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Question 2: Celebrating Festivus

Question: Would you recommend your fellow Objectivists to celebrate Festivus? If so, how should we celebrate it?

Answer, In Brief: It's just as wrong to be contrarian as to be conformist. Instead, use rituals and holidays to reflect your values.

Tags: Culture, Holidays, Weddings

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Question 3: What To Do about Wikileaks

Question: What should the US government do about Wikileaks founder Julian Assange? In particular, can and should the US government go after him, given that he is not an American citizen and he apparently committed his bad acts outside of US territory?

Answer, In Brief: Wikileaks is a major problem, but it's wrong for the US to claim power to prosecute anyone anywhere.

Tags: Crime, Foreign Policy, Law, Rights

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Question 4: Eating Pets

Question: Would you kill your pets for food? Why and why not?

Answer, In Brief: Our deep feelings for our pets are wonderful, but those feelings shouldn't get in the way of being sensible, selfish pet owners.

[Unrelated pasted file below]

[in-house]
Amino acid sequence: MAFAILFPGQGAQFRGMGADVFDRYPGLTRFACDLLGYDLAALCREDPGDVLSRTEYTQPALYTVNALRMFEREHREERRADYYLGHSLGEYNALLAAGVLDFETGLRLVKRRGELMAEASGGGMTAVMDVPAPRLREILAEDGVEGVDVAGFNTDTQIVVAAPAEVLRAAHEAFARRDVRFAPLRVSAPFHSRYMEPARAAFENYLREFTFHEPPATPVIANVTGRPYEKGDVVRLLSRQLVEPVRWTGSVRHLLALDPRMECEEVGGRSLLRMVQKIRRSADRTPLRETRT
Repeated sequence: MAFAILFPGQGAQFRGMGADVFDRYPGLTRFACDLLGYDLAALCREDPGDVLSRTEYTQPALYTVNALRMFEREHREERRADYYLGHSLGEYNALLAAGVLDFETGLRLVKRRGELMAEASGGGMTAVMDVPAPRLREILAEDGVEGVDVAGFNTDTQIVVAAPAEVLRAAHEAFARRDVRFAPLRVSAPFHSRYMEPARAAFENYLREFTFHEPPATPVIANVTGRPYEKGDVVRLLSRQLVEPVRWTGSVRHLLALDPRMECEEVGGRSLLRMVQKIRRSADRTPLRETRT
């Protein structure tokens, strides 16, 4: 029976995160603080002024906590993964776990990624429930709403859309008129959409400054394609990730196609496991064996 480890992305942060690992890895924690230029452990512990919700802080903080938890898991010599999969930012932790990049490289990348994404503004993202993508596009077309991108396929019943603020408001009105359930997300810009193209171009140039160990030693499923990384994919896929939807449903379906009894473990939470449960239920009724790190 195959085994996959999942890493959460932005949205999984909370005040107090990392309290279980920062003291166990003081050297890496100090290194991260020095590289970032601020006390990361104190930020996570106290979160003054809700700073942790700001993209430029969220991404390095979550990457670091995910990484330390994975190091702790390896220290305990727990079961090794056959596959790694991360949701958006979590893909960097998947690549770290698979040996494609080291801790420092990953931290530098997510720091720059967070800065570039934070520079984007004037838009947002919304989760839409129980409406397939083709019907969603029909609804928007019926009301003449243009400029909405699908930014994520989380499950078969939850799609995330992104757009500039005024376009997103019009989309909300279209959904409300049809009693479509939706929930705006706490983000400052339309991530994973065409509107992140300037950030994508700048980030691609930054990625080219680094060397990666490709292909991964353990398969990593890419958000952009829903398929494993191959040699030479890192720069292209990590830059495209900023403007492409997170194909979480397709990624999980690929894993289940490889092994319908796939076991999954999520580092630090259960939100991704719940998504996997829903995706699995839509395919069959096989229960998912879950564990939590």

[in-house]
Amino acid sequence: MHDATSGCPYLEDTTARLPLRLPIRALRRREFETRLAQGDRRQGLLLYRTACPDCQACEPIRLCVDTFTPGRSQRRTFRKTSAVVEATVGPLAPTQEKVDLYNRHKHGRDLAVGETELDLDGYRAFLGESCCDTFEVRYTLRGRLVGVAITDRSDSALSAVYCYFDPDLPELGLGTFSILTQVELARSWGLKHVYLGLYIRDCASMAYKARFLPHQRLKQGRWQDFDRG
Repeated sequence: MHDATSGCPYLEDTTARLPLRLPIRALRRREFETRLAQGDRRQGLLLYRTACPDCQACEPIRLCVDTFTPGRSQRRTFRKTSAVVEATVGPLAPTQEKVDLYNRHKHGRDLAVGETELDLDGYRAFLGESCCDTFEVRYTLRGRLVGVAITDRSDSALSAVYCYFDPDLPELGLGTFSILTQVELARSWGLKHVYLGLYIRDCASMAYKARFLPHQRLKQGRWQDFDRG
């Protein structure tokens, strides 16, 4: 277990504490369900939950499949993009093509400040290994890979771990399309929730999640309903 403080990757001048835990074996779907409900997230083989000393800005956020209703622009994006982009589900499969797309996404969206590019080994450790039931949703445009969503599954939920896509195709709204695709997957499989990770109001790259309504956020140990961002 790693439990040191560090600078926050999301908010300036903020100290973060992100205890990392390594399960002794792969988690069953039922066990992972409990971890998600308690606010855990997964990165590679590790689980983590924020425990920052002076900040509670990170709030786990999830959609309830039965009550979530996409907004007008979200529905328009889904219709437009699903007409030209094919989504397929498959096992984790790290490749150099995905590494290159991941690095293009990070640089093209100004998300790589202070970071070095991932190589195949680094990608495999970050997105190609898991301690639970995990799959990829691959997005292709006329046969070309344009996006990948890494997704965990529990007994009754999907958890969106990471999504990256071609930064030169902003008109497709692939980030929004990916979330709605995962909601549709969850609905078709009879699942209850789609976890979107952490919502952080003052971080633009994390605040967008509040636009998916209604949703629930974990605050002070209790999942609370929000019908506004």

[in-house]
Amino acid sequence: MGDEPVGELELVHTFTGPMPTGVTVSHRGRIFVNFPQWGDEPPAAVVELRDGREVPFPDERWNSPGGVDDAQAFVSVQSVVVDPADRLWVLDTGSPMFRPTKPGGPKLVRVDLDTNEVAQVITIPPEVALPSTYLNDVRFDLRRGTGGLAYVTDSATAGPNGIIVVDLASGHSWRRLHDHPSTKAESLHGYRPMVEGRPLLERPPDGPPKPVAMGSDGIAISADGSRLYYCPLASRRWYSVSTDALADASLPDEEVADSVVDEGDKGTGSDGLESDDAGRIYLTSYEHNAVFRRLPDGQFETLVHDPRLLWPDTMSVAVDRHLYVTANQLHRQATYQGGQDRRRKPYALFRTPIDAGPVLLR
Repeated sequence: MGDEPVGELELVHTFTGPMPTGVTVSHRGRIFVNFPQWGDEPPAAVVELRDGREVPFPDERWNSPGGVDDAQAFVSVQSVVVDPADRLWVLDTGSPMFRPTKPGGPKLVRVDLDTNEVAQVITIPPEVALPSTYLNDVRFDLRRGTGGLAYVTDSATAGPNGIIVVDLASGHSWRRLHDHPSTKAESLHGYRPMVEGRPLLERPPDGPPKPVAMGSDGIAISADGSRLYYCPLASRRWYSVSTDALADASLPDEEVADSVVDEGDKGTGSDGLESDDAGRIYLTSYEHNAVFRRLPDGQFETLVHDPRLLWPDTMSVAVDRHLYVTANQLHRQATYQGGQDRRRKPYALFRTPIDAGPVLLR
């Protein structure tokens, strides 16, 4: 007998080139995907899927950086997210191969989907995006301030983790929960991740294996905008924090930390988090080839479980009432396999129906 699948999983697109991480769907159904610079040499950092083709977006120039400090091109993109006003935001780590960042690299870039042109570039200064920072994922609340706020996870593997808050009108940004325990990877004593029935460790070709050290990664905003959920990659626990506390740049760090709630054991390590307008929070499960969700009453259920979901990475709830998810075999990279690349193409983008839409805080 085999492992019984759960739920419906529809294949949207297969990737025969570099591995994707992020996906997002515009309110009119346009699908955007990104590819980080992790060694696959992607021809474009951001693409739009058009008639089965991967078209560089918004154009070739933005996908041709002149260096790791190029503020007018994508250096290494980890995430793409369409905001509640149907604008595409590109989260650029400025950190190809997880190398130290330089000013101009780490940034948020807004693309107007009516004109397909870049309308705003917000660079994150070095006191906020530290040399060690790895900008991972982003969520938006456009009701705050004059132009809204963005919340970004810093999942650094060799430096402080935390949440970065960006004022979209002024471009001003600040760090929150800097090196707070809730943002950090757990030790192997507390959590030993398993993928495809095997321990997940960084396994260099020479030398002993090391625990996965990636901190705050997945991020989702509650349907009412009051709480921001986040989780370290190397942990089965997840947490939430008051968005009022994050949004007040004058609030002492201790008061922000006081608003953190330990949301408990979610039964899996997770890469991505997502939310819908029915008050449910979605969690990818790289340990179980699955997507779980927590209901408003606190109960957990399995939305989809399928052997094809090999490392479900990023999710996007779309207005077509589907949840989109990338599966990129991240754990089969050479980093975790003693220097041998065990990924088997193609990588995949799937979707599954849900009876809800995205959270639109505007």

Tags: Animal Rights, Animals, Ethics, Pets, Rights

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Question 5: Topics for First Dates

Question: What are some good topics to discuss on a first or second date? Also, what topics should be avoided?

Answer, In Brief: Focus on the positive, and ask questions that reveal your own and your date's personality and values.

Tags: Communication, Dating, Romance

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Question 6: Black and White Thinking

Question: Isn't it wrong to be a "black and white" thinker? To a lot of people that is not a good trait. Life isn't black and white. Black and white thinking limits you. It closes doors instead of opening them and it also closes minds. In the case of gray, you can give and take. Why is black and white thinking a necessary part of Objectivism? Shouldn't common contradicting viewpoints be welcome in a healthy discussion?

Answer, In Brief: We should seek the clarity of a black and white world, but that doesn't mean that we should pretend to know more than we do, ignore complicating factors, or treat people like morons.

Tags: Absolutes, Epistemology, Metaphysics